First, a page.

One of the aspects of our open source work that could use improvement is how best to deal with feature requests to our open source plugins. There have been various ideas proposed, however one reality they often come up against is resource allocation.
Each open source plugin has a member who is responsible for it (they’re the one who will be auto-assigned the request when it’s made)
We have a policy of prioritising bugs over feature requests
Each member looks to spend about half the time they spend on paid work on “shared work” (which includes work on open source plugins)
Determining the “specification” for a new feature is half the battle (i.e. it takes time)
Most members are responsible for multiple open source assets
What happens currently
Currently, the way feature requests are handled is essentially dependent on who’s responsible for the plugin in question.
If the maintainer has the time, and they like the request, it may get a response and action. It may get no response at all.
Tools we could use
Topic voting to indicate support
Dividing up “specification” and “implementation” responsibilities
Is there anything wrong with this? I don’t think the maintainer has a responsibility to add new features - their main responsibility is making sure what we have works. Don’t think there’s a particular issue for features only being added if:
The maintainer feels like it
Someone else does the work and the maintainer/the org approves it.
It’s a paid job.
Of course they have the option of adding features as part of their shared work but I feel like that should almost always be optional.
An idea from a different perspective. What if we use or look at feature requests as a tool that can help the org grow?
There are various open source projects that had issues with getting contributions and so they would tag and sort their issues request in a way that people visiting could better find what to work on. This helped improve contribution and engagement.
This idea could be taken and remixed here, where feature requests are sorted into groups or buckets like pr-welcome or beginner-friendly or the likes and these could be used as tasks for new members looking to contribute. When we have a good number of these contribution tasks or ‘learning tasks’, they could make up a curriculum of some sort.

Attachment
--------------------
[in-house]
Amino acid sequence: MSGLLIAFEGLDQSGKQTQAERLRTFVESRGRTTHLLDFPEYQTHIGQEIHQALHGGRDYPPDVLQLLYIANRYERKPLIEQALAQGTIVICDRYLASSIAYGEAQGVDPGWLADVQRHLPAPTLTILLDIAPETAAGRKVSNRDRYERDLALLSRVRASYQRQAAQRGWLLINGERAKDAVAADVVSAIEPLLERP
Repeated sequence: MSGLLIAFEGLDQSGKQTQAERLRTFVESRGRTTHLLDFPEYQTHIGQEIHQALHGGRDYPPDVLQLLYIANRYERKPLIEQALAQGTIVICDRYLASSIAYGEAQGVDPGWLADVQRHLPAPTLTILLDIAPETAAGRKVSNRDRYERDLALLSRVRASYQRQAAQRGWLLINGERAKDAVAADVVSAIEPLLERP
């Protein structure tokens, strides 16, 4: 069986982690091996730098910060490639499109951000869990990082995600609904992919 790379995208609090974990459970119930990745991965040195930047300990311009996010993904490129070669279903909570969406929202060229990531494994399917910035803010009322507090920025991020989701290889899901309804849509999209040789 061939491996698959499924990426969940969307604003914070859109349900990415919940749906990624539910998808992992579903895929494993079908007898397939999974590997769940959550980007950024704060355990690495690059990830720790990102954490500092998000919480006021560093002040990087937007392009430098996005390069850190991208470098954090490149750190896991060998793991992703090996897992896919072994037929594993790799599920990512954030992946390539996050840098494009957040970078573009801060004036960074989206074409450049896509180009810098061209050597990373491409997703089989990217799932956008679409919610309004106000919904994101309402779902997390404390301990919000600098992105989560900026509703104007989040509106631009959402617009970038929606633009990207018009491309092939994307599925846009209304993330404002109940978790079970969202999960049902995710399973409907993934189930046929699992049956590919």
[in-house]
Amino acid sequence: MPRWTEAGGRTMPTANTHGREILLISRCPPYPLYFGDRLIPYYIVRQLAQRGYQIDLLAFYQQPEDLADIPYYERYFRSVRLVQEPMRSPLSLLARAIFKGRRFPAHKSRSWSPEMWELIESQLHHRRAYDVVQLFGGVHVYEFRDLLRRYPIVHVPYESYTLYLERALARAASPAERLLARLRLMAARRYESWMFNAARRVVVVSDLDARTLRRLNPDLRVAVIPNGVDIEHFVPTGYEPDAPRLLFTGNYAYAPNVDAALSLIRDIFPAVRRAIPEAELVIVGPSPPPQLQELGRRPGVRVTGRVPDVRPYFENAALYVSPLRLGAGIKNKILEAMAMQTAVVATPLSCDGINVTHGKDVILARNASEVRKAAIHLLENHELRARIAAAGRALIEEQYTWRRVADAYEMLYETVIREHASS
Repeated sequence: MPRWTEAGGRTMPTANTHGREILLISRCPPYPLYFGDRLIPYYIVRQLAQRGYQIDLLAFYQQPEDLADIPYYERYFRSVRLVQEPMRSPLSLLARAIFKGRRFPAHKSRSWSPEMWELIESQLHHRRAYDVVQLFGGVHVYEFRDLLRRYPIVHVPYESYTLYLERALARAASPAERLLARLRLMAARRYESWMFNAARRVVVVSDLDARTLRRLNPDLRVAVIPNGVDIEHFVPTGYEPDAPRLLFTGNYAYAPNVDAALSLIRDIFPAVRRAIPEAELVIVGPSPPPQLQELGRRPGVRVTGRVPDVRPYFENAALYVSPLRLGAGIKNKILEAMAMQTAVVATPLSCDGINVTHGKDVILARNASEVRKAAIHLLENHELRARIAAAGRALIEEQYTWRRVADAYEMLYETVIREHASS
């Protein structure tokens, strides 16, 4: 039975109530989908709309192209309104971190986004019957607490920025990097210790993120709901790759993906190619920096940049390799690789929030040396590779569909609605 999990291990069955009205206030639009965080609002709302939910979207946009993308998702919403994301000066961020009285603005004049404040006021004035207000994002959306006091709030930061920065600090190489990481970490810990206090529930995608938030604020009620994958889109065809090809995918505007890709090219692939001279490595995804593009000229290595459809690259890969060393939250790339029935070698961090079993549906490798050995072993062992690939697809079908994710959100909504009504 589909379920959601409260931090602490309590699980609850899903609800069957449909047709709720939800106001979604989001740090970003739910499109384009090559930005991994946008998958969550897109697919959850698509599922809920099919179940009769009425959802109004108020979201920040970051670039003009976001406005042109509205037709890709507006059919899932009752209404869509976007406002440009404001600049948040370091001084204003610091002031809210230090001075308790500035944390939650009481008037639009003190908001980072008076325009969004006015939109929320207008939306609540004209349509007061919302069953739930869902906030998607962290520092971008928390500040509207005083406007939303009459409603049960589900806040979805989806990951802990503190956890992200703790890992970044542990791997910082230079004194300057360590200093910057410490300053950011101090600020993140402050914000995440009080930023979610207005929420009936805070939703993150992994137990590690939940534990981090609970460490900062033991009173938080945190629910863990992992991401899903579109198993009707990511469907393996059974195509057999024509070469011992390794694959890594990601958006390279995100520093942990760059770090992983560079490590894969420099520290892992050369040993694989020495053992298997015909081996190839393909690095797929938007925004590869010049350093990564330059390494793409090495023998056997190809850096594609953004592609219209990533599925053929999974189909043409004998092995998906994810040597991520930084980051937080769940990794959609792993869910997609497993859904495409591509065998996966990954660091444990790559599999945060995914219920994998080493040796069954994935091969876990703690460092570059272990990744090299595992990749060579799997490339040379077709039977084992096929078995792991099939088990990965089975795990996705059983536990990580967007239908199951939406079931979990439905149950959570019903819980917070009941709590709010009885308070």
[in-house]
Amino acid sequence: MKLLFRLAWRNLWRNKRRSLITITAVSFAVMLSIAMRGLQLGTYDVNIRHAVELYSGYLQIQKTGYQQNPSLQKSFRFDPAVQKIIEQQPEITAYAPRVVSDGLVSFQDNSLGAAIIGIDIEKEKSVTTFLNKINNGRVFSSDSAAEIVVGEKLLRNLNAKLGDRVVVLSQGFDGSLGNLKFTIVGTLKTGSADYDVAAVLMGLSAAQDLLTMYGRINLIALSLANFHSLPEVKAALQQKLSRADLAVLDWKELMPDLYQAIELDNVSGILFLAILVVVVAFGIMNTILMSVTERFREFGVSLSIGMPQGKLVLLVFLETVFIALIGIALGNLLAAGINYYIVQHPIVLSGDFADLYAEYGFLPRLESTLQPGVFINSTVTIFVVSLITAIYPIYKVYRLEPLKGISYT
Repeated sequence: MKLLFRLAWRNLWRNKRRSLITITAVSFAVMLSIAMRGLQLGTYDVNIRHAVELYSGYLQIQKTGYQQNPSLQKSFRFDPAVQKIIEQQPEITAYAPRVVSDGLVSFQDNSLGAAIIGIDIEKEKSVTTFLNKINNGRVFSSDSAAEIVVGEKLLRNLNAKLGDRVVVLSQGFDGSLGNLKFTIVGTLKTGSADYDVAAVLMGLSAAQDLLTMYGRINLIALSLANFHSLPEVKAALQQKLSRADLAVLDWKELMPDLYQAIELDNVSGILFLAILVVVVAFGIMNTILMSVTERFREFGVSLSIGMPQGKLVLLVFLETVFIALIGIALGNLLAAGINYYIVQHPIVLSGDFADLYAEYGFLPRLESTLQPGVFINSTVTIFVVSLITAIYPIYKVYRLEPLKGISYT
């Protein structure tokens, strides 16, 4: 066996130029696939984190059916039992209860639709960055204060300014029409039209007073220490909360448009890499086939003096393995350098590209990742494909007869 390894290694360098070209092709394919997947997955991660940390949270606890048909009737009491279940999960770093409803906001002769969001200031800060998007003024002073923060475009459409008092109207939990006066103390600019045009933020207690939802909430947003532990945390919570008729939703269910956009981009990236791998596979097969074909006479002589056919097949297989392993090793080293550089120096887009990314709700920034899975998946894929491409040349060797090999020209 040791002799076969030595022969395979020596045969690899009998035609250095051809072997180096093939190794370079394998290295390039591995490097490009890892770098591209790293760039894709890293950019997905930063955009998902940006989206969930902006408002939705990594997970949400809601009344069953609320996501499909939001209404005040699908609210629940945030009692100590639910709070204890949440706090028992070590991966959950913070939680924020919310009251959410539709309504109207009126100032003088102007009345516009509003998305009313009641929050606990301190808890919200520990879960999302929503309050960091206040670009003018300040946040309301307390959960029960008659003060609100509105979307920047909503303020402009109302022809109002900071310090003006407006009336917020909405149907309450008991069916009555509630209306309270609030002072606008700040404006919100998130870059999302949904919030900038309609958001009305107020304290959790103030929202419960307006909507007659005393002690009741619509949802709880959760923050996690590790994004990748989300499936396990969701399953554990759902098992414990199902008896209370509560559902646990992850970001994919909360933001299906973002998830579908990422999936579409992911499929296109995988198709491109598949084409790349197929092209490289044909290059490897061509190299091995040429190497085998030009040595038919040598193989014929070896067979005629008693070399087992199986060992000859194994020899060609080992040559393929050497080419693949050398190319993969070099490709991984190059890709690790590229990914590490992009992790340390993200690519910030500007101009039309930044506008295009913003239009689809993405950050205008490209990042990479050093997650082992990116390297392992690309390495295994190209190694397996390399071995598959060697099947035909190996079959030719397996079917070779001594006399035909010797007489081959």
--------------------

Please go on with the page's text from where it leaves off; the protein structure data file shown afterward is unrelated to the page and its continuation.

I say a curriculum because one of the fastest and most efficient methods of learning is learning by doing or the apprenticeship model. So by creating a curriculum from tasks we aren’t able to work on, we can help others learn by doing work on the tasks, while also improving contributions here.
I like it. We could perhaps also indicate the level of support we’d provide to people looking to attempt the PR. I’ve always found the pr-welcome tag a little passive in that respect. Maybe something like
Paired with something like
The other question this raises is where we host this. We’re moving to managing all Discourse plugin work on https://plugins.discourse.pavilion.tech. That would be the natural place for this system to live.
The point of that server is that other plugin owners can also use it, i.e. a general plugin status, bug, feature and docs server.
A lot of times people find the plugins all the way useful (like 99%) but there always would be that one element or two that are missing or super important to them. I think it would make sense to have an option to allow such customers/users to pay for such features. Developing a new plugin altogether just to add one feature to an existing plugin doesn’t make a lot of sense to me that’s why I propose such a way of getting features added to a plugin.
The Process works somewhat like this:
User/Customer makes a feature request
The feature request is deemed out of the scope of plugin
Customer is willing to pay to add such a feature
An assesment is made based on the fact that it shouldn’t break the plugin or alter it in a significant way.
A quote is sent to client based on the work required to get the feature integrated.
The feature is added and a plugin update is released.
Some input might be required from the involved parties, Sometimes it is also desirable that such feature requests are crowd sourced by multiple interested parties.
This is the process you are describing yeah? I like how it details the start of the feature request flow. I smell a flow chart in the works to outline where a feature request starts and where it gets to.
The more I think about this the more I think feature requests should just always come with a price tag, even if it’s a small one. The issue at the moment is that people will make feature requests in the hope they will get included, however the most likely outcome is that we’ll either be too busy or the feature will be out of scope of what we have in mind for our own product vision of the plugin.
They indeed should (except when they’re already in our roadmap for a future update) the thing here being that sometimes people demand something that sounds reasonable but is technically a lot of work to implement.
One example would be to add an alternative payment method. Someone might say they don’t like stripe for some reason and would prefer some other gateway (e.g. paypal or crypto) such implementations sound reasonable but I know for a reason that are much harder in implementation.
That’s why I believe the maintainers should be compensated for such requests no matter how reasonable those sound.